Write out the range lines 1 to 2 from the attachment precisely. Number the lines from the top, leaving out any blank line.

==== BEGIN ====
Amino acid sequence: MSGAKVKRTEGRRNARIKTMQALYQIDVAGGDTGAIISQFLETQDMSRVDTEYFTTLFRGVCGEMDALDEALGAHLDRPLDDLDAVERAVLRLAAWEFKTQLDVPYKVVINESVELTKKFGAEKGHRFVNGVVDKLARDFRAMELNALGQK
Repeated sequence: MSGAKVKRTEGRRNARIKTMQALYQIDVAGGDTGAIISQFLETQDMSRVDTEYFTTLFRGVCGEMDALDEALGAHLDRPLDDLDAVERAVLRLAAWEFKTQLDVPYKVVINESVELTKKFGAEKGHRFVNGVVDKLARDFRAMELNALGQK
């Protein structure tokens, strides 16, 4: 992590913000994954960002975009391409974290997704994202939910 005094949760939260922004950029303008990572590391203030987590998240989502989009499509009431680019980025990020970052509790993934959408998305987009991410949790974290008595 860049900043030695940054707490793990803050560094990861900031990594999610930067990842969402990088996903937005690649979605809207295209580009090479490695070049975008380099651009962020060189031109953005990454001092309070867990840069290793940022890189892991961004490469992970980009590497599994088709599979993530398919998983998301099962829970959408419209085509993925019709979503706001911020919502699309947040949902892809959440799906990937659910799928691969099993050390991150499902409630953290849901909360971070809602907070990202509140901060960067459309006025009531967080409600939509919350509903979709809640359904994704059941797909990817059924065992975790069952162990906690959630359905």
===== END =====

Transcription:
Amino acid sequence: MSGAKVKRTEGRRNARIKTMQALYQIDVAGGDTGAIISQFLETQDMSRVDTEYFTTLFRGVCGEMDALDEALGAHLDRPLDDLDAVERAVLRLAAWEFKTQLDVPYKVVINESVELTKKFGAEKGHRFVNGVVDKLARDFRAMELNALGQK
Repeated sequence: MSGAKVKRTEGRRNARIKTMQALYQIDVAGGDTGAIISQFLETQDMSRVDTEYFTTLFRGVCGEMDALDEALGAHLDRPLDDLDAVERAVLRLAAWEFKTQLDVPYKVVINESVELTKKFGAEKGHRFVNGVVDKLARDFRAMELNALGQK